awareness fridays

To Disha Financial Counseling.

Financial counseling is a relatively new concept in India. From what I have seen around me, we are generally not comfortable with discussing our finances even with friends and family, let alone financial counselors. Though we may be in a deep financial crisis, we seldom seek professional help and instead go deeper into the crisis until it is too late. In my opinion, there’s nothing to be ashamed of in accepting your financial reality and seeking professional help. It’s good to see organizations such as Disha (setup under the aegis of ICICI Trusteeship Services Limited) take a first step in this endeavor.

If you require financial counseling at any time, consider speaking to an experienced counselor at Disha Financial Counseling. If you’re presently in a financially stable state, I’d still encourage you take a look at the services offered by Disha — you might just be able to help someone who you know is in financial difficulties.

Awareness Fridays is my initiative to spread awareness on topics relevant to personal finance — every Friday. I urge you to take some time off and absorb this information — it’s pretty useful. And, as always, do spread the word if you find this useful.

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On the subject of detection and impounding of counterfeit notes by banks operating in India, the Reserve Bank of India notes that,

Complaints are being received from the public that while impounding a counterfeit note, the tenderer is not informed the reasons for deeming a note as counterfeit. It is therefore advised that the format of the receipt provided in Annex I of the Master Circular [on Detection and Impounding of Counterfeit Currency] has been modified with immediate effect to indicate the parameters on which a note is deemed as counterfeit.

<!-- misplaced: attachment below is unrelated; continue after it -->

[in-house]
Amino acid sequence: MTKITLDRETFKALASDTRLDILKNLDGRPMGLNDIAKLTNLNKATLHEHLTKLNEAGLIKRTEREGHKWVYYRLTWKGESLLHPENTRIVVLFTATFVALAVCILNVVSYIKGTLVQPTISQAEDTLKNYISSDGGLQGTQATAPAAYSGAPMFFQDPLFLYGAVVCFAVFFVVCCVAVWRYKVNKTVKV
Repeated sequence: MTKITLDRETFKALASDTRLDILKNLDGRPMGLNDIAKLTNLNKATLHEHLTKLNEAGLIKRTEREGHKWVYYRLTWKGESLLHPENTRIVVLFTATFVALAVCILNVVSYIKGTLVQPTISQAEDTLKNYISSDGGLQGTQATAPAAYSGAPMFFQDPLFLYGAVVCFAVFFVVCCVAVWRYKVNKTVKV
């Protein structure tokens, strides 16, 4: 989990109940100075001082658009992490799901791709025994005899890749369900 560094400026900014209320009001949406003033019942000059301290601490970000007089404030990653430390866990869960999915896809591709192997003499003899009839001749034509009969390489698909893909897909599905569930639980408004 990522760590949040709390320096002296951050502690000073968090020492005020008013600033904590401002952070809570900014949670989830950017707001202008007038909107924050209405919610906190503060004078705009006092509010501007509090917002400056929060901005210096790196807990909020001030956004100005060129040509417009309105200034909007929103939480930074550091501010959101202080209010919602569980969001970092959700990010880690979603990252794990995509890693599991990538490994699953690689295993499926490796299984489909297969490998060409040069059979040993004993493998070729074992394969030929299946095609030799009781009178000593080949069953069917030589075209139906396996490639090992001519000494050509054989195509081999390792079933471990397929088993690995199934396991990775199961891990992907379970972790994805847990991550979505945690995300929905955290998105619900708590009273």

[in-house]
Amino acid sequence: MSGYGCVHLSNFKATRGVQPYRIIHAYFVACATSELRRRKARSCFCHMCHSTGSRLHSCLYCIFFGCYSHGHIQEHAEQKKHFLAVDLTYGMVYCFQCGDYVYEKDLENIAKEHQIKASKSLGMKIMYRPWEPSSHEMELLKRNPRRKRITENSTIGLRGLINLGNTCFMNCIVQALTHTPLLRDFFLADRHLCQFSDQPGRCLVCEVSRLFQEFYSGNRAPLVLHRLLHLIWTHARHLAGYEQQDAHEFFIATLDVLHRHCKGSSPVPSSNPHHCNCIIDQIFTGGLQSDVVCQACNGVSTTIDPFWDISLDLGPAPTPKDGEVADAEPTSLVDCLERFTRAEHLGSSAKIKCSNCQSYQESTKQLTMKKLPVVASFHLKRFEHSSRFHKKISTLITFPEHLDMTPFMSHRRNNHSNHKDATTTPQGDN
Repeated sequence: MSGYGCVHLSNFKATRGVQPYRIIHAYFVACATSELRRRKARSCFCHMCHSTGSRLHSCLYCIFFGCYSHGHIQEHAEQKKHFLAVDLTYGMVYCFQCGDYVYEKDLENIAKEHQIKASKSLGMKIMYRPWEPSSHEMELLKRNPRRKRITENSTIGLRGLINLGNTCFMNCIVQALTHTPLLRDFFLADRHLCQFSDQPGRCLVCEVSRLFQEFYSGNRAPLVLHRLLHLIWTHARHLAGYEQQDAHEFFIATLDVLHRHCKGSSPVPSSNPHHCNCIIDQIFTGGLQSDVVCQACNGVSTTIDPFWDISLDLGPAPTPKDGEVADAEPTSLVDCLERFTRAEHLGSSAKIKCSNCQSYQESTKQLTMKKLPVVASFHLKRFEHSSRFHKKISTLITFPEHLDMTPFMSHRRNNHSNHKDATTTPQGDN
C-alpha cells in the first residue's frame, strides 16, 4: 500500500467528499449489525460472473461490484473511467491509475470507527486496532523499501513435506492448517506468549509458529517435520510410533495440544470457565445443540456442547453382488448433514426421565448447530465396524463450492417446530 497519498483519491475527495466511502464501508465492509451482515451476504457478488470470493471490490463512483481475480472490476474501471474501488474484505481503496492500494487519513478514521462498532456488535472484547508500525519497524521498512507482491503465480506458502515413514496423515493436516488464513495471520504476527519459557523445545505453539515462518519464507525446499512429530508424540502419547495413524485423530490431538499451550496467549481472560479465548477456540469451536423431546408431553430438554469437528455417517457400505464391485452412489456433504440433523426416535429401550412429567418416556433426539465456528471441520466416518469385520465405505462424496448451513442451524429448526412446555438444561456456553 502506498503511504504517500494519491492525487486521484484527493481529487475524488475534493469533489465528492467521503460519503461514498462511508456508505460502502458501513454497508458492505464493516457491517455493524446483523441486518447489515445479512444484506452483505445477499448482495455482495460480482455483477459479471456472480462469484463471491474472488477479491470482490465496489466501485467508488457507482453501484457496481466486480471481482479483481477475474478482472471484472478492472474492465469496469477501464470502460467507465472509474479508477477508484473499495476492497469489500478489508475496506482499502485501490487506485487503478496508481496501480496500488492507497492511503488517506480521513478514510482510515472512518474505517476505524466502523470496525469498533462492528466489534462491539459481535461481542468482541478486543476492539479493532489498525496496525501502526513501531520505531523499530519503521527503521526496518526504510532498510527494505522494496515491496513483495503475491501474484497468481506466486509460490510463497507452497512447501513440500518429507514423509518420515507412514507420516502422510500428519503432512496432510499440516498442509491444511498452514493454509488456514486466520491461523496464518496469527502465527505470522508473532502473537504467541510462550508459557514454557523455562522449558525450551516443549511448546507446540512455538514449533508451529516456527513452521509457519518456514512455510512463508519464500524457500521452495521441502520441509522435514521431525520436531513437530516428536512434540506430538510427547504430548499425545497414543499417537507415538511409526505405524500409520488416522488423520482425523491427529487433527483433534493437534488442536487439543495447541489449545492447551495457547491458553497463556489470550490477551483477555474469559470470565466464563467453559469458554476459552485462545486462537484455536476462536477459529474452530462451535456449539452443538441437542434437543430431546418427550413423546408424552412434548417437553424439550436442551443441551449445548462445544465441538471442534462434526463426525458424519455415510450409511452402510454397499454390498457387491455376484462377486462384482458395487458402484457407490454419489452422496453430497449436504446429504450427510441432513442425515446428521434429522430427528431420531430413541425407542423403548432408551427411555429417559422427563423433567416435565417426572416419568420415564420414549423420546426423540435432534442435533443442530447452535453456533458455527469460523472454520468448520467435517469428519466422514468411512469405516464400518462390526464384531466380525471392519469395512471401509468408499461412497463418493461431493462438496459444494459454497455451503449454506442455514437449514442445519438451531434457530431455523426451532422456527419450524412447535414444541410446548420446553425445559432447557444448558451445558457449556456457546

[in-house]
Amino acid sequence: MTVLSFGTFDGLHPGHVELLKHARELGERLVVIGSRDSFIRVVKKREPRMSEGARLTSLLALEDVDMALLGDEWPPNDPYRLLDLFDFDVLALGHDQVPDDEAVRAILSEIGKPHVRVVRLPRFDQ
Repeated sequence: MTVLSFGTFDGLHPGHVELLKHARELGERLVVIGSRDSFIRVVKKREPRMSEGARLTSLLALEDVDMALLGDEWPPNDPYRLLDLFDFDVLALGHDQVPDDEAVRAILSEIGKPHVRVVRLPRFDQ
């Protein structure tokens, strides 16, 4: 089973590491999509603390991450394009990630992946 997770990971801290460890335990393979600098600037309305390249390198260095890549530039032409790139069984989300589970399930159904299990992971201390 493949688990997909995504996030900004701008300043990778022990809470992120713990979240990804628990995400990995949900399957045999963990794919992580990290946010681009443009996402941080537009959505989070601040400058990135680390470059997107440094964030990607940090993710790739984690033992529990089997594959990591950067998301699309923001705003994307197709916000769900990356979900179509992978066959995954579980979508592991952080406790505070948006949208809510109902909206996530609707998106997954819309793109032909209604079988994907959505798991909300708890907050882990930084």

While I do not agree with all of the measures adopted by the Reserve Bank of India (the recent liquidity infusions, for example), I do agree that we have the best banking and financial regulator in the world. What do you think?

Awareness Fridays is my initiative to spread awareness on topics relevant to personal finance — every Friday. I urge you to take some time off and absorb this information — it’s pretty useful. And, as always, do spread the word if you find this useful.

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The Reserve Bank of India also governs the Banking Ombudsman Scheme which provides an “expeditious and inexpensive forum to bank customers for resolution of their complaints relating to banking services.” The objective of the Banking Ombudsman Scheme is to be a visible and reliable system of dispute resolution mechanism for bank customers.

Though the Ombudsman was launched way back in 1995, how many among us are really aware of when and how to approach the Banking Ombudsman? Thankfully, as always, the Reserve Bank of India has recently released a guide on this very topic.

As the report points out,

Two major challenges in effective implementation of Banking Ombudsman Scheme are creating widespread awareness about the Scheme and providing easy access to grievance redressal under the Scheme.

By publishing this post, I have, hopefully, managed to address the first challenge to a small extent. I’d like you to continue this effort by forwarding this post (or the guide) to whoever you believe can benefit from reading it.

Awareness Fridays is my initiative to spread awareness on topics relevant to personal finance — every Friday. I urge you to take some time off and absorb this information — it’s pretty useful. And, as always, do spread the word if you find this useful.